Now the trapper returned, taking the harlot with him. After a three days’ journey they came to the drinking-hole, and there they sat down; the harlot and the trapper sat facing one another and waited for the game to come. For the first day and for the second day the two sat waiting, but on the third day the herds came; they came down to drink and Enkidu was with them. The small wild creatures of the plains were glad of the water, and Enkidu with them, who ate grass with the gazelle and was born in the hills; and she saw him, the savage man, come from far-off in the hills. The trapper spoke to her: ‘There he is. Now, woman, make your breasts bare, have no shame, do not delay but welcome his love. Let him see you naked, let him possess your body. When he comes near uncover yourself and lie with him; teach him, the savage man, your woman’s art, for when he murmurs love to you the wild beasts that shared his life in the hills will reject him.’

She was not ashamed to take him, she made herself naked and welcomed his eagerness; as he lay on her murmuring love she taught him the woman’s art. For six days and seven nights they lay together, for Enkidu had forgotten his home in the hills; but when he was satisfied he went back to the wild beasts. Then, when the gazelle saw him, they bolted away; when the wild creatures saw him they fled. Enkidu would have followed, but his body was bound as though with a cord, his knees gave way when he started to run, his swiftness was gone. And now the wild creatures had all fled away; Enkidu was grown weak, for wisdom was in him, and the thoughts of a man were in his heart. So he returned and sat down at the woman’s feet, and listened intently to what she said. ‘You are wise, Enkidu, and now you have become like a god. Why do you want to run wild with the beasts in the hills? Come with me. I will take you to strong-walled Uruk, to the blessed temple of Ishtar and of Anu, of love and of heaven : there Gilgamesh lives, who is very strong, and like a wild bull he lords it over men.’

When she had spoken Enkidu was pleased; he longed for a comrade, for one who would understand his heart. ‘Come, woman, and take me to that holy temple, to the house of Anu and of Ishtar, and to the place where Gilgamesh lords it over the people. I will challenge him boldly, I will cry out aloud in Uruk, “I am the strongest here, I have come to change the old order, I am he who was born in the hills, I am he who is strongest of all.”’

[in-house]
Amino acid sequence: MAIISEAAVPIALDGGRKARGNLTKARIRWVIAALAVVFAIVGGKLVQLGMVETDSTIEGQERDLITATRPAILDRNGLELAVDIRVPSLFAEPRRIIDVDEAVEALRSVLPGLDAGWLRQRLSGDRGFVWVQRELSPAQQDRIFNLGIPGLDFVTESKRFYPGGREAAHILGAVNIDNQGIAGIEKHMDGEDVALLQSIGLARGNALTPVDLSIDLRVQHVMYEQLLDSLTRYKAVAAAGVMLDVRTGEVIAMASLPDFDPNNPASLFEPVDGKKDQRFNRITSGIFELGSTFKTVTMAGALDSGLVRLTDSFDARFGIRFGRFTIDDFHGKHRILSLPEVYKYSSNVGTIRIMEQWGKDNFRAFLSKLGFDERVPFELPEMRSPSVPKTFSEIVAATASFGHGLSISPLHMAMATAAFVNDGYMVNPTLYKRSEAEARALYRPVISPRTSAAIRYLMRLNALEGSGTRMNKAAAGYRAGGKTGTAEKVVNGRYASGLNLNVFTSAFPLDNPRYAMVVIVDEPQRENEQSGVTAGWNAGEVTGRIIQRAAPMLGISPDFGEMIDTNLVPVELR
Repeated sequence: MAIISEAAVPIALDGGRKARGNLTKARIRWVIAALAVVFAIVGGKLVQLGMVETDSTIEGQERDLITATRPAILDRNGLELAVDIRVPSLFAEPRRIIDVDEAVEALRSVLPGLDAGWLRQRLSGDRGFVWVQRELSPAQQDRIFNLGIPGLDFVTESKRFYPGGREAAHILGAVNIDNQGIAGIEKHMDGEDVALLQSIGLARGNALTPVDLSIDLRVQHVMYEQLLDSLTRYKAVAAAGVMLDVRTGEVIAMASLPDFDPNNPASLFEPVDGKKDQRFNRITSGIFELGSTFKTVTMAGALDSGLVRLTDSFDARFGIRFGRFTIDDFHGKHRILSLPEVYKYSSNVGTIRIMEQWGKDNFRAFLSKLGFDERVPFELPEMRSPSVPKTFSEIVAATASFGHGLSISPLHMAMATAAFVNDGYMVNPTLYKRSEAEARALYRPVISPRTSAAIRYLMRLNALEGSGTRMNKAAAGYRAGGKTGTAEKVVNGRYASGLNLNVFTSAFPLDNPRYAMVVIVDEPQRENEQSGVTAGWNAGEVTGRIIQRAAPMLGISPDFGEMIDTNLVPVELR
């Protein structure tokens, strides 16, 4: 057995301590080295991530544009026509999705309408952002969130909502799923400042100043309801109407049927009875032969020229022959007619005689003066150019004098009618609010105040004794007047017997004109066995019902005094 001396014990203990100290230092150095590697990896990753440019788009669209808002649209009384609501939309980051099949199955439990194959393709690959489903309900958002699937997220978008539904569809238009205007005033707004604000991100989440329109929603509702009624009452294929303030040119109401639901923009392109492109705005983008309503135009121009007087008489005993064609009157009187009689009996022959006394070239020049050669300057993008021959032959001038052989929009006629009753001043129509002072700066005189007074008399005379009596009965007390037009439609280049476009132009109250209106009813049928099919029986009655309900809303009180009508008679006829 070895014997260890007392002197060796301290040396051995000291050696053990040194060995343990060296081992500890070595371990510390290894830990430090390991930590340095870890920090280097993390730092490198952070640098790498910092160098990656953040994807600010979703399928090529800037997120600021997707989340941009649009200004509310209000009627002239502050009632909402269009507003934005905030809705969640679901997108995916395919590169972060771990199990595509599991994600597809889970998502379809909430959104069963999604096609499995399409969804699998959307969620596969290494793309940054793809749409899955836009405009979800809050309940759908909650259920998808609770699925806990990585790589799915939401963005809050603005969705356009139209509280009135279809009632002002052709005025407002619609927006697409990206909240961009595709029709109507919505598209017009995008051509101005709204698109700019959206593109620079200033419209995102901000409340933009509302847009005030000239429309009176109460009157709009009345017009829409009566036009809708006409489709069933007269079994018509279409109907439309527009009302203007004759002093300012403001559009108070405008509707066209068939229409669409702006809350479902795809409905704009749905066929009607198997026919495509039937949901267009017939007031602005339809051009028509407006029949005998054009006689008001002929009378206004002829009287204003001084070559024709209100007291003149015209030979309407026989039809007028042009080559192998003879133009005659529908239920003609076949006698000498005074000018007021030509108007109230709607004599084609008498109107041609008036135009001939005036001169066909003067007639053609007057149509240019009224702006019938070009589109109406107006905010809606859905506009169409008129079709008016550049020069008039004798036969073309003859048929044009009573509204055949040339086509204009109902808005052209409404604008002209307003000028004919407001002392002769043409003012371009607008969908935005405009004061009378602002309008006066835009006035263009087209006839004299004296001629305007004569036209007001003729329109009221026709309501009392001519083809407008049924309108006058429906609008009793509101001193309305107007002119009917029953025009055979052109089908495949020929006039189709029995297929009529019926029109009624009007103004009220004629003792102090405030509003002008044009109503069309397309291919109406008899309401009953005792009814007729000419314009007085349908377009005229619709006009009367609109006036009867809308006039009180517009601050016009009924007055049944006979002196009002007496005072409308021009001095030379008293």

She said, ‘Let us go, and let him see your face. I know very well where Gilgamesh is in great Uruk. O Enkidu, there all the people are dressed in their gorgeous robes, every day is holiday, the young men and the girls are wonderful to see. How sweet they smell! All the great ones are roused from their beds. O Enkidu, you who love life, I will show you Gilgamesh, a man of many moods; you shall look at him well in his radiant manhood. His body is perfect in strength and maturity; he never rests by night or day. He is stronger than you, so leave your boasting. Shamash the glorious sun has given favours to Gilgamesh, and Anu of the heavens, and Enlil, and Ea the wise has given him deep understanding. I tell you, even before you have left the wilderness, Gilgamesh will know in his dreams that you are coming.’

Now Gilgamesh got up to tell his dream to his mother, Ninsun, one of the wise gods. ‘Mother, last night I had a dream. I was full of joy, the young heroes were round me and I walked through the night under the stars of the firmament, and one, a meteor of the stuff of Anu, fell down from heaven. I tried to lift it but it proved too heavy. All the people of Uruk came round to see it, the common people jostled and the nobles thronged to kiss its feet; and to me its attraction was like the love of woman. They helped me, I braced my forehead and I raised it with thongs and brought it to you, and you yourself pronounced it my brother.’

Then Ninsun, who is well-beloved and wise, said to Gilgamesh, ‘This star of heaven which descended like a meteor from the sky; which you tried to lift, but found too heavy, when you tried to move it it would not budge, and so you brought it to my feet; I made it for you, a goad and spur, and you were drawn as though to a woman. This is the strong comrade, the one who brings help to his friend in his need. He is the strongest of wild creatures, the stuff of Anu; born in the grass-lands and the wild hills reared him; when you see him you will be glad; you will love him as a woman and he will never forsake you. This is the meaning of the dream.’